Calixtus II


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Related to Calixtus II: Calixtus III, Pope Honorius II

Calixtus II,

 

Callixtus II,

or

Callistus II,

d. 1124, pope (1119–24), named Guy of Burgundy, successor of Gelasius II. The son of count William I of Burgundy, he was archbishop of Vienne during the investitureinvestiture,
in feudalism, ceremony by which an overlord transferred a fief to a vassal or by which, in ecclesiastical law, an elected cleric received the pastoral ring and staff (the symbols of spiritual office) signifying the transfer of the office.
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 controversy with Holy Roman Emperor Henry VHenry V,
1081–1125, Holy Roman emperor (1111–25) and German king (1105–25), son of Henry IV. Crowned joint king with his father in 1099, he put himself at the head of the party desiring reconciliation with the pope and, with the approval of Pope Paschal II,
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. When Gelasius died while in exile in France, Calixtus was consecrated pope at Vienne. He immediately summoned a large council at Reims (1119) that proceeded to anathematize the emperor and the antipope that Henry had installed (1118), Gregory VIII. Public reaction sided with the pope and the antipope was imprisoned. Henry thereupon agreed to sign (1122) the famous Concordat (see Worms, Concordat ofWorms, Concordat of,
1122, agreement reached by Pope Calixtus II and Holy Roman Emperor Henry V to put an end to the struggle over investiture. By its terms the emperor guaranteed free election of bishops and abbots and renounced the right to invest them with ring and staff, the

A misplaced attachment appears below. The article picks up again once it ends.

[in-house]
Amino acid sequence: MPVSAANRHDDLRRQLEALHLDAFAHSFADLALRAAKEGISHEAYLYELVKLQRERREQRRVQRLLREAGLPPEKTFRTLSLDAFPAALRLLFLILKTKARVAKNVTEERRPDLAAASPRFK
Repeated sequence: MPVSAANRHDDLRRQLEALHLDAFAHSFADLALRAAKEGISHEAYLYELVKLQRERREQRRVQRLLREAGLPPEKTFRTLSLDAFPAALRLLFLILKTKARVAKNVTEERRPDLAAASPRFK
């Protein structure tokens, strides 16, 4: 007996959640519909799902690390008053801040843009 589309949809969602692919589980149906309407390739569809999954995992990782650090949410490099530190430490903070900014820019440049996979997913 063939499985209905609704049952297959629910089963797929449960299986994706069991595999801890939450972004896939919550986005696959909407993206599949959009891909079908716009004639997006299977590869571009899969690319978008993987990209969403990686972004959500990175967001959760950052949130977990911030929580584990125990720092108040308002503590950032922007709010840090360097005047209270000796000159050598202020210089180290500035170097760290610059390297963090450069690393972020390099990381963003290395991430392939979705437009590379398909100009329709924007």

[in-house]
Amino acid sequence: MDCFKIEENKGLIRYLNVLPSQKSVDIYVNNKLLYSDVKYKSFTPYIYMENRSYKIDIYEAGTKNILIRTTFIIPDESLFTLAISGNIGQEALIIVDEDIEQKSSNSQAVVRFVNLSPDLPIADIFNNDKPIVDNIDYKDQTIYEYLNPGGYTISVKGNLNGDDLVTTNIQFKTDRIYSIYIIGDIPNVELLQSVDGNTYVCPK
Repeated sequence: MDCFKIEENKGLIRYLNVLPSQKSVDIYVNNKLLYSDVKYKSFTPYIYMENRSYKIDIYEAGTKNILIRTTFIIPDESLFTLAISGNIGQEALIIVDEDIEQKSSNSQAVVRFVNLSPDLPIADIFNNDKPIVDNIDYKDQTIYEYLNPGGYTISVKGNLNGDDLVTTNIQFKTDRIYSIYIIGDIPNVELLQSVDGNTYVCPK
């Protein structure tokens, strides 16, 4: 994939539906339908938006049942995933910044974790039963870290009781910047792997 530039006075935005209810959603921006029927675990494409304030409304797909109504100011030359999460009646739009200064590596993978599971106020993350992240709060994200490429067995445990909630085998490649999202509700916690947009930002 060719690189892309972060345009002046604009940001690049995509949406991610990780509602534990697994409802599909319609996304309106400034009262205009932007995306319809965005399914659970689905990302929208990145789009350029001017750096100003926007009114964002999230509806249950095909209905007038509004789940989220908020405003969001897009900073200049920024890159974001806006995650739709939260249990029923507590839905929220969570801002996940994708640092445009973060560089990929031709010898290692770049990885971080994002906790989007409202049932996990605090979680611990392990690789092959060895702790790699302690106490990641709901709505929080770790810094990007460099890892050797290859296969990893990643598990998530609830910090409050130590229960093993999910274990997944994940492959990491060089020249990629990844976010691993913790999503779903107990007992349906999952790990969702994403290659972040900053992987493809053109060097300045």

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), a compromise that recognized the rights of the church in selecting its leadership. Thus was the investiture controversy ended and the reform program of Gregory VII realized. Calixtus then called to Rome (1123) a great council in Western Europe (see Lateran Council, FirstLateran Council, First,
1123, 9th ecumenical council of the Roman Catholic Church, summoned by Pope Calixtus II to signal the end of the investiture controversy by confirming the Concordat of Worms (1122).
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) to ratify the achievements of Pope Gregory VII. He was succeeded by Honorius II.
References in periodicals archive ?
Marrying the ultra modern to the ancient, the spa has been named The Well after the holy well at the neighbouring and now ruined Newton North Church, which found itself on a major pilgrim route after Pope Calixtus II declared in the 13th century that two pilgrimages to StDavidswere worth one to Rome.
Pope Calixtus II - "in view of the perilous nature of the trip to Rome" - declared that, in future, three pilgrimages to Bardsey would be counted as an equal to one pilgrimage to Rome.